The Nigerian Extractive Industries Transparency Initiative (NEITI) has revealed that Nigeria lost 619.7 million barrels of crude oil valued at N16.25 trillion ($46.16 billion) to crude oil theft between 2009 and 2020.
Orji Ogbonnaya, the executive secretary of NEITI, said this during a policy dialogue on the utilisation of beneficial ownership data in the fight against corruption in Nigeria’s crude swap deals, held in Abuja.
He said the volume of crude oil stolen represented a loss of over 140 thousand barrels per day, adding that between 2009 and 2018, the country lost 4.2 billion litres of petroleum products from refineries valued at $1.84 billion.
The data which was culled from the agency’s latest policy brief titled “The cost of fuel subsidy: A case for policy review”, also stated that the country spent over N13 trillion ($74 billion) on fuel subsidies between 2005 and 2021.
“The figure in relative terms is equivalent to Nigeria’s entire budget for health, education, agriculture, and defence in the last five years, and almost the capital expenditure for 10 years between 2011 2020,” he said. Highlighting other impacts of fuel subsidy costs, he said it disincentivised private sector investment in the downstream and midstream petroleum sector, worsened the country’s debt profile, and caused inefficient supply arrangements-scarcity.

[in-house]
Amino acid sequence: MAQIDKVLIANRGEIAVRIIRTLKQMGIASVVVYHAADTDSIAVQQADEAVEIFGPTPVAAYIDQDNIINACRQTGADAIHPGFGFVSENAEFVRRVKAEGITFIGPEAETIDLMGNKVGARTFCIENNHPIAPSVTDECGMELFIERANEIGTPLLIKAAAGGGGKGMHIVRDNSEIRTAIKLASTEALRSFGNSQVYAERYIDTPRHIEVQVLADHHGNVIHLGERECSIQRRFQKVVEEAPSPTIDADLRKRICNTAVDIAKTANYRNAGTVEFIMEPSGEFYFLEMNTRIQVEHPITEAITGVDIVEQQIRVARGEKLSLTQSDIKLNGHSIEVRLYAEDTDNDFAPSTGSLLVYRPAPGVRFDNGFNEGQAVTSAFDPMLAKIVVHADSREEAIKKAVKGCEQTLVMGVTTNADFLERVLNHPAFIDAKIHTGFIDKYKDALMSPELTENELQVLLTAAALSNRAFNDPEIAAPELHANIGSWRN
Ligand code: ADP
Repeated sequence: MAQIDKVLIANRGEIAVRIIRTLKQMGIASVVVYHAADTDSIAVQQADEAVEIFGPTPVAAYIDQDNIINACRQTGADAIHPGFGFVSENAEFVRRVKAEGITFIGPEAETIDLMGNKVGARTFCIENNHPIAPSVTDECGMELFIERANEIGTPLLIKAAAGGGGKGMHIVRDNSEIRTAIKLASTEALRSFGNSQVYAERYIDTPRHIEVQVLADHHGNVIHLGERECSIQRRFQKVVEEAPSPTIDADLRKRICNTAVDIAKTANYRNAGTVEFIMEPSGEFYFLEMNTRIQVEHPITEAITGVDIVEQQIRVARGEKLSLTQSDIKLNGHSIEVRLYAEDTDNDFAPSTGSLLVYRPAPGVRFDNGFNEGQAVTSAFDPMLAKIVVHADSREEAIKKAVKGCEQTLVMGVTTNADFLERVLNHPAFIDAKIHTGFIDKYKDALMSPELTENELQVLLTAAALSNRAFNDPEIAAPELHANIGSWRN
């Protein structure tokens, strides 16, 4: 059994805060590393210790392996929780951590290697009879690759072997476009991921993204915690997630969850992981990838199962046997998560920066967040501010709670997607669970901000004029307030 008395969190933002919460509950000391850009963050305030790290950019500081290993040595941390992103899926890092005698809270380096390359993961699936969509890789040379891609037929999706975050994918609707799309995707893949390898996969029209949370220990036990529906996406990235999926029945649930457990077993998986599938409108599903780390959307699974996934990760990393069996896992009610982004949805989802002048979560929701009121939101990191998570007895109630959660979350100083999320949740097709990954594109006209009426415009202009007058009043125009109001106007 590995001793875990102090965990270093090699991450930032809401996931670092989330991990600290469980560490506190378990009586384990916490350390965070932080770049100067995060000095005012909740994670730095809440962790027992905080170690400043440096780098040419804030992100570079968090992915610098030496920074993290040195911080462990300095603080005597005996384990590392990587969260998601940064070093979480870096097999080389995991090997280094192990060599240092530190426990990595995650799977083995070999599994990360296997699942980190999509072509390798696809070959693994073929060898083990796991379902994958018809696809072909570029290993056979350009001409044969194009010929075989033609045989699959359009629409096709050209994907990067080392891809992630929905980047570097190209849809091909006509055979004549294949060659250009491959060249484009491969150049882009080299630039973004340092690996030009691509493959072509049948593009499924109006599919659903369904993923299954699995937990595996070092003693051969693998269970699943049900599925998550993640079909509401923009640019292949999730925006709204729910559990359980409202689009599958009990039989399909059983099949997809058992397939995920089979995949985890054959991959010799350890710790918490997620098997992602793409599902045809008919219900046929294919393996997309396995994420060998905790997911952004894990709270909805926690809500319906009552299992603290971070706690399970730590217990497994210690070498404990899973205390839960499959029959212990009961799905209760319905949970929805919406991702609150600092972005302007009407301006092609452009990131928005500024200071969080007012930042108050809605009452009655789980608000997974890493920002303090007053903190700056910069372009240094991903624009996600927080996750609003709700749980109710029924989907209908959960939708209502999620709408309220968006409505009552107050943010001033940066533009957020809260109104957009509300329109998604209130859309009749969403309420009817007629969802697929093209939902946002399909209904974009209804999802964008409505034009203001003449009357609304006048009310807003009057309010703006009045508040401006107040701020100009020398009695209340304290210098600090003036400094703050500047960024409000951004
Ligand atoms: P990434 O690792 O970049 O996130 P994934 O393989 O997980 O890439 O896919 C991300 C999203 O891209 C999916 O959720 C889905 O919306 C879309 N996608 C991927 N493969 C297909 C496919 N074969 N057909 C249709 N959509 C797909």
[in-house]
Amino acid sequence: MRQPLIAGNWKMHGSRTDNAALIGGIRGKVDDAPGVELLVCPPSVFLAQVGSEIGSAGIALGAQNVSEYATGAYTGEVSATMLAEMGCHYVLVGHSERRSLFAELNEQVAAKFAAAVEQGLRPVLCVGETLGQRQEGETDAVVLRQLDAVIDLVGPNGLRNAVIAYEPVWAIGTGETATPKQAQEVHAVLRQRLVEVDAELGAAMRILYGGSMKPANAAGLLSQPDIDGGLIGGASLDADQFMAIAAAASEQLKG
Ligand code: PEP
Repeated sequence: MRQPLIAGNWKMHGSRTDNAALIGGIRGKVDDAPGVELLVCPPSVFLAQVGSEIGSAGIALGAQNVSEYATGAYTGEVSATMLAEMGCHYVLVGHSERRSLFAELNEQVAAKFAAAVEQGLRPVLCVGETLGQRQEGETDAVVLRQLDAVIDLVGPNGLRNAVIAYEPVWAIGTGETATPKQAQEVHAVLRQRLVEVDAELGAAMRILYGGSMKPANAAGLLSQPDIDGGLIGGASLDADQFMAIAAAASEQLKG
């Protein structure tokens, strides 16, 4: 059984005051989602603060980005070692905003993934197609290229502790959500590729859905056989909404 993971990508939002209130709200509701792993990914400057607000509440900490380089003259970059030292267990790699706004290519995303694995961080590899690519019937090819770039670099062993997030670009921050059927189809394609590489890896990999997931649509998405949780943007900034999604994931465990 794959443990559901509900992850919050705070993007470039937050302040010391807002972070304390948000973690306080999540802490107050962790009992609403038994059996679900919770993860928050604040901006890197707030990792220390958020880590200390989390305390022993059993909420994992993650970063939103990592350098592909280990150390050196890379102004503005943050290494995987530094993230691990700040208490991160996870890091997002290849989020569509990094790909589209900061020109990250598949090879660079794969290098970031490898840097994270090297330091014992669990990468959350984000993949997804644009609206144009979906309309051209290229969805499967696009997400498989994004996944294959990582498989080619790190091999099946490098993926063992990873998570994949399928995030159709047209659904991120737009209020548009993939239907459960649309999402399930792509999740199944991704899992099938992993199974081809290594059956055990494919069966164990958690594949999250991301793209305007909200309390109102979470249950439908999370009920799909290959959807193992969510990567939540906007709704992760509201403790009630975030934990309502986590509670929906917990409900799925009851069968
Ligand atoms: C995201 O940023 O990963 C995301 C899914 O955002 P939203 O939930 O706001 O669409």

Ogbonnaya said although these findings have been submitted to the president through the Presidential Committee on Crude Oil Theft, he urged civil society organisations to urgently target issues in the oil and gas sector and set an agenda for the incoming administration.
Speaking on oil swap, he said it started when the Nigeria National Petroleum Company (NNPC) Limited used to receive a daily crude allocation of 445,000 bpd from the government to refine for domestic consumption.
However, the NNPC exported most of the crude and then depended on the Pipeline Products Marketing Company Limited (PPMC) or private oil marketers to import refined products which led the country into debts and did not guarantee sustained imports of refined products to meet domestic demand.
As the debts increased, Ogbonnaya said the government had to find innovative and less expensive ways of making refined petroleum products available for the citizens and in 2010, the NNPC introduced oil-for-product swaps as a solution to this problem.
“Oil-for-product swaps are complex barter transactions in which NNPC and private traders swap crude oil for refined petroleum products, rather than for money,” he said.
He, however, noted that these swap deals were not sustained as there were major operational changes within the NNPC on the management of domestic crude allocation in 2016. He hoped that the crude oil swap will become history upon the full deregulation of the petroleum sector.